Jeff Braverman has seen a lot of nuts in his life, but that doesn't stop nutty behavior from surprising and even inspiring him.
Last week, Braverman's family-owned business, NutsOnline, started receiving a lot of attention from fans of "Jericho" after CBS announced its fall lineup — and the drama wasn't on it. "Jericho" is set in a small town in Kansas that's struggling to deal with the aftershocks of witnessing a nuclear attack. CBS executives are now the targets of a different kind of "attack" from the show's loyal viewers.
There was a lot of discussion on online message boards and radio shows, where disgruntled fans banded together with a single idea: Why not send nuts to CBS officials in Los Angeles and New York to protest the cancellation? The idea came from a reference in the final episode to a historic moment during World War II, when U.S. Gen. Anthony McAuliffe said "Nuts" in response to Germans demanding that Americans surrender.
So far, more than 18,000 pounds of nuts, worth $24,000, have been ordered online for the grassroots effort. Braverman's blog on the company's Web site tracks the amount of nuts ordered and money spent. It changes each time you refresh the page.
"This is beyond my wildest imagination," Braverman says, noting that the blog he constantly updates has shown the fans he cares about their cause.
Braverman took it a step further by delivering 1,000 pounds of nuts himself, showing up at the network's New York headquarters in his "nut-mobile" to coincide with an additional delivery of 4,000 pounds of protest nuts.
"Jericho" fan Jeff Knoll helped coordinate with Braverman to get Nuts Online to serve as a distributor. Knoll was one of the originators of the campaign, and his biggest hope is that the network pays attention.
"What we're trying to do in this campaign is prove that the fan base is massive," Knoll says. "The people who are into the show are really, really into the show. We're talking 'Star Trek'-style into the show."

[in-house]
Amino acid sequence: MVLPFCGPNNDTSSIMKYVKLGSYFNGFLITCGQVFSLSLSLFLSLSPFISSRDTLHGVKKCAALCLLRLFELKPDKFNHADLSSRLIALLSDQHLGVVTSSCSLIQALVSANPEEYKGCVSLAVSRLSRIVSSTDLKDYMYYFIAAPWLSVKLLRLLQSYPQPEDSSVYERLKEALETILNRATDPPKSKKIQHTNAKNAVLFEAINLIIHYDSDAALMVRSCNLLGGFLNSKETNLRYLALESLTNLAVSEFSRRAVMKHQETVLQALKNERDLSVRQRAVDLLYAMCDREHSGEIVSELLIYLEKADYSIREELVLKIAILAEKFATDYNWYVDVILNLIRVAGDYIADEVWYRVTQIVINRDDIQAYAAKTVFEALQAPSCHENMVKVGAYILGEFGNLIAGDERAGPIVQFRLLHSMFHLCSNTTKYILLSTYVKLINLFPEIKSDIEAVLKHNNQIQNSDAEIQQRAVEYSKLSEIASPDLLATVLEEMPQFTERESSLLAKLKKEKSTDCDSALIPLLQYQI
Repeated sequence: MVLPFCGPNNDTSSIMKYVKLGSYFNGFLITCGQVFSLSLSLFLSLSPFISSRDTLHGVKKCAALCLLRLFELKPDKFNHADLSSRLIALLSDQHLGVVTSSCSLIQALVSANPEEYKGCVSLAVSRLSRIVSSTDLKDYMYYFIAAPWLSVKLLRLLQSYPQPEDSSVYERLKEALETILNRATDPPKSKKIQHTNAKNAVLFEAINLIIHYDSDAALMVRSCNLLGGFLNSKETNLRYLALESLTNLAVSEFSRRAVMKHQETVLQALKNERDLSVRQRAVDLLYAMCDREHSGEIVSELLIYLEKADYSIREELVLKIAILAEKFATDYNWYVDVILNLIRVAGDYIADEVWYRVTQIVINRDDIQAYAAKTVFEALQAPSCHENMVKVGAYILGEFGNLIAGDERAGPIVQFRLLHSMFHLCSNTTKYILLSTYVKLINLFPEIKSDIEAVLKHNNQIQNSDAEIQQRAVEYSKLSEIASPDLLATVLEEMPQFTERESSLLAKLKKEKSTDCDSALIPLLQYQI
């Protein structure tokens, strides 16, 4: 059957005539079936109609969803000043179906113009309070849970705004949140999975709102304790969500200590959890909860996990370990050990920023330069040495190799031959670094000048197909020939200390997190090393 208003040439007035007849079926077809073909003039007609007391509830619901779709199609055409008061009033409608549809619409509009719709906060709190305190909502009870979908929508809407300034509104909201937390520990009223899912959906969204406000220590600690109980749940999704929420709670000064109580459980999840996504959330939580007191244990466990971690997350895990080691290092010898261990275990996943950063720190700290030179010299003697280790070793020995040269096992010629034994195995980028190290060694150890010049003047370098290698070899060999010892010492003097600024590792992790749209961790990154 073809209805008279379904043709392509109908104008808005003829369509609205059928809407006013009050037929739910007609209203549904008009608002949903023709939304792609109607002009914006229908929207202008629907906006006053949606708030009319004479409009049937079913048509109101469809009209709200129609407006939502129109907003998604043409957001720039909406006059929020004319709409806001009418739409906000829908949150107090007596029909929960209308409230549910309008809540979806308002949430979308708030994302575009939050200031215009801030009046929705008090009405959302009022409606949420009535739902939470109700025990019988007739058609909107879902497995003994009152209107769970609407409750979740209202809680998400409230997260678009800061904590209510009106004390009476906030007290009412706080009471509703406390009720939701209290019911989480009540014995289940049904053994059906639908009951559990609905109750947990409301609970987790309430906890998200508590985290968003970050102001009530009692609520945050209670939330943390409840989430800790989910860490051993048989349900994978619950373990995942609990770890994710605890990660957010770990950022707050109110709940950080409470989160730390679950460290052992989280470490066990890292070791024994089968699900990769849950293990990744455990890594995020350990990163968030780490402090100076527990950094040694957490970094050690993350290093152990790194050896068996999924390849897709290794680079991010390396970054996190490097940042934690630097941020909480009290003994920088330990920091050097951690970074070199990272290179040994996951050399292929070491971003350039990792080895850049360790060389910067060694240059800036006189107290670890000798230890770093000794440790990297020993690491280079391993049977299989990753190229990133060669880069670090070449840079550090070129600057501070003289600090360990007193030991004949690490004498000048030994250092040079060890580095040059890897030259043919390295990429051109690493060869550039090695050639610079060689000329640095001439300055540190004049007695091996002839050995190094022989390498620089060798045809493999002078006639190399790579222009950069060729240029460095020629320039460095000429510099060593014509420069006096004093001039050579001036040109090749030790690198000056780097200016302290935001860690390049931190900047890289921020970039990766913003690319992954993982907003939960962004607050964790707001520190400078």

Knoll hopes that CBS will give the show a chance to air at a time other than against "American Idol." He believes that the show could flourish in another time slot.
The Canadian-based fan fell in love with "Jericho" because of the premise. He is intrigued by the idea of emergency management; one of his jobs is working as a town councilor. Knoll also rarely watches television, but says he couldn't help getting hooked on the program.
"I was completely swept away by the story, by the uniqueness of the program, by the intelligence of the program," Knoll says.
CBS officials say they've noticed the efforts by Braverman and the show's fans, but that there are no plans to bring back the show.
"It's been an impressive display of passion from a loyal audience," says senior vice president of communications Chris Ender. "You have to tip your hat to their ability to get attention and make some noise."
Ender says this is the biggest campaign CBS has ever seen using digital means to protest a show cancellation. He estimates more than 30,000 e-mails have been sent to the Audience Services Line.
CBS plans to give the bulk of the peanuts to Staten Island Project Homefront, and is in talks with the Bronx Zoo as well as local food banks and homeless shelters, Ender says.
The president of CBS Entertainment, Nina Tassler, issued a statement last week in which she expresses sympathy towards the fans.
"In the coming weeks, we hope to develop a way to provide a closure to the compelling drama that was the 'Jericho' story," the statement says.
"Jericho" has at least one more fan because of all the attention in recent weeks: Braverman himself anticipates watching episodes online when he gets more time. "I'm very eager to watch this, and I think remarkably because of this effort, so many people are going to get on board and watch this," Braverman says.